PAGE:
We are one of the best performing trusts in London when it comes to the delivery of high volume, low complexity surgery. Others in the NHS are keen to learn from us. When Professor Neil Mortensen, President of The Royal College of Surgeons of England came for a visit, he said he had been inspired by what he saw.
At the heart of these impressive initiatives is a real commitment to learn, adapt and involve everyone – clinicians, operational managers and administrative staff - in the decision making. During one of our focused weeks, the number of patients who failed to turn up on the day significantly reduced after the orthopaedic surgeon who was conducting their operation rang them on the day before. The use of virtual fracture clinics by our orthopaedic department has cut by 40 per cent the number of actual visits to our hospitals.
This drive to tackle the waiting lists has seen us treat, on one Saturday, three times the normal number of skin cancer patients; on another day, 120 paediatric orthopaedic patients were seen and treated; and over two weekends, 440 patients had their first urology appointments.
The ongoing work has real momentum, and we are making serious inroads into our waiting lists. However, inevitably, we are replacing those once on a list with new people now in need of surgery. We’ve significantly reduced the number of people waiting for more than 52 weeks to well below 1,000 and we remain on track to cut to zero by the middle of the year. Other than anyone who chooses to wait longer, all waits of more than 104 weeks will have been eliminated by March.
As I mentioned when I spoke at our November Board meeting, our performance against the cancer two week wait access standard is below target because of an increase in breast cancer referrals following the death of the singer, Sarah Harding. We have put on extra clinics during the week and at weekends to address this increased demand and we will recruit additional staff.
One of the main ways we will improve our financial position – and improve the care we offer – is by running theatres more efficiently. To address this, the creative minds in our surgery department came up with TOWIE – Theatre Operational Week – Improving Efficiency. It yielded a significant amount of learning that we will act on.
We have seen an improvement in theatre efficiency in recent months and we are determined to build on this progress. The other significant area for financial savings – reducing the amount we spend on bank and agency staff – is proving a tougher target to deliver.
Closer collaboration with Barts Health
Our closer collaboration with Barts Health should help with this by ensuring we agree and stick to the same rates of pay across all of our hospitals. Other areas of closer working that are yielding results include the help we are receiving from them for urgent and emergency care and the mutual aid we’re providing to cut their waiting lists – more than 1,500 Barts patients have had their scans and procedures with us.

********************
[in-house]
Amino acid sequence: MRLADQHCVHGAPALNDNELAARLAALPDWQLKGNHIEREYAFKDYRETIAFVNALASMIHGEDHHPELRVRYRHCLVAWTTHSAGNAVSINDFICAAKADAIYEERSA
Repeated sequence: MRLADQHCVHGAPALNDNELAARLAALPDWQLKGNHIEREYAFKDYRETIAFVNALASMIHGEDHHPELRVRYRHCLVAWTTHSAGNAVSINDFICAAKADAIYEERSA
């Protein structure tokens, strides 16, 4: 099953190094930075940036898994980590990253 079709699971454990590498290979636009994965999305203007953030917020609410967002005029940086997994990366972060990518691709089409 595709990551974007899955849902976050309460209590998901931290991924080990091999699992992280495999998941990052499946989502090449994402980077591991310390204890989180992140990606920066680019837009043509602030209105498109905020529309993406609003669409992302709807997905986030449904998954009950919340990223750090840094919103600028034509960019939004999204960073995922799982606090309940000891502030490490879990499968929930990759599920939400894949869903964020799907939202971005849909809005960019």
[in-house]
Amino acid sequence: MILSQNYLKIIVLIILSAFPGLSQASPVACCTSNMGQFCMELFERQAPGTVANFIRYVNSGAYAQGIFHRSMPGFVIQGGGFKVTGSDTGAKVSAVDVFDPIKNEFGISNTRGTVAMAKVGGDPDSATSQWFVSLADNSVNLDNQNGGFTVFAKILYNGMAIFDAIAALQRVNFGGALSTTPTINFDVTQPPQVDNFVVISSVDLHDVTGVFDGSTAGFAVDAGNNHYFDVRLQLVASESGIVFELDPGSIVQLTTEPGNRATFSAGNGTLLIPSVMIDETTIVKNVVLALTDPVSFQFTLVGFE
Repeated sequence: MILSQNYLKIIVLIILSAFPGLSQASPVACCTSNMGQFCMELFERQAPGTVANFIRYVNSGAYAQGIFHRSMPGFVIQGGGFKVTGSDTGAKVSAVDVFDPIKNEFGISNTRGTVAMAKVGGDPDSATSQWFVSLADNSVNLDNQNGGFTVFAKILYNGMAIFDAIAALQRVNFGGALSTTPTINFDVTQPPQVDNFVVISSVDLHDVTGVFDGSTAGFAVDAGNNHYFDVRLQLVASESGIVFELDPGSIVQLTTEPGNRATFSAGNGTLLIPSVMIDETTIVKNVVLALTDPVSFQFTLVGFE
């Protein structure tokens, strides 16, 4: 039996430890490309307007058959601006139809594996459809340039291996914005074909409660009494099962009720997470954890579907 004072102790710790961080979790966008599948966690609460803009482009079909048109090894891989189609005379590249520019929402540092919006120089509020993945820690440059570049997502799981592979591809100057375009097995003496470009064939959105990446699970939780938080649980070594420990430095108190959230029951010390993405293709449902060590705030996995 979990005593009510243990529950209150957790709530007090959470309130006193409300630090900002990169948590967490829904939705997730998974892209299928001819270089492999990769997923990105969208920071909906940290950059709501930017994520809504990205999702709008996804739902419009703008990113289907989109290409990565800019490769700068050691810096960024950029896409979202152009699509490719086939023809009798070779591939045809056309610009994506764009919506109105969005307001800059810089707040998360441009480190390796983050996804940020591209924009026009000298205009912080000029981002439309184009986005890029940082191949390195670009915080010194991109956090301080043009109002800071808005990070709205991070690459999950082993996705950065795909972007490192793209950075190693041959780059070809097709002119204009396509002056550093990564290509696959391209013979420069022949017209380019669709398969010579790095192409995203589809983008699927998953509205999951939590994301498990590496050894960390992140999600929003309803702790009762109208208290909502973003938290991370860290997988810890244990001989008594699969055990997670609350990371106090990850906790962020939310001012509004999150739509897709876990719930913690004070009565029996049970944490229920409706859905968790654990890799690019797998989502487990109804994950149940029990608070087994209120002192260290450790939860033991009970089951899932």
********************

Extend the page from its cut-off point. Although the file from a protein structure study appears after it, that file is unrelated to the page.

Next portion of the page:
We’re also working together to develop green plans to respond to climate change and to play a meaningful role in delivering the world’s first net zero health service. We are a large employer with a significant carbon footprint. A further tangible sign of our collaboration is the move by Magda Smith, our Chief Medical Officer to become Group Deputy Chief Medical Officer at Barts Health. I’m delighted for her, and I know she will thrive. She played a pivotal role helping this Trust navigate the very worst of the pandemic.
We’ve been very grateful in recent months for the support we’ve received from stakeholders and residents as we’ve explored how we should best deliver our services in the future. With all the challenges we’re currently facing we’ve decided to pause this work on the refresh of our clinical strategy. The insights we’ve received will prove invaluable when we resume.
One of the crucial partnerships we must always nurture is the one that exists with our residents. We are a large employer and are often referred to as an anchor institution. An obvious way we can support the health and wellbeing of the communities we serve is by ensuring we offer a wide range of interesting jobs. Our drive to recruit more ward clerks is an initiative that excites me. These roles will give more support to our clinicians, improve communications with families and attract new talent into the organisation. The BHR Academy will also help us offer rewarding careers.
The year ahead
2022 promises to be a year in which we will further showcase how we are turning a corner and embedding the improvements we are making. The changes are visible, as the money we’ve been investing in our sites demonstrates. More than £22m has been spent on our critical care and ED departments and I was pleased to open KGH’s paediatric ED last month.
KGH’s surgical hub is a real asset and a site of growing importance for other NEL providers, including Barts. Our plan to build extra theatres there will help strengthen it.
When I was interviewed by the local newspaper, I told the reporter that “if you’ve got great colleagues and you’re given the resources to do your job properly, people can thrive”. My role is to ensure this is always the case for our existing staff and our new employees. We will be recruiting a permanent Chief Medical Officer to replace Magda; we will fill other senior vacancies; and Dr Kathryn Tompsett, a consultant obstetrician and gynaecologist, is starting as our new Divisional Director for Women and Child Health.
My five months at the Trust have shown me that our staff are inspiring, hardworking and dedicated. I have an enormous amount of respect for my colleagues, and I am confident that we can deliver the significant and necessary changes needed in the months and years ahead.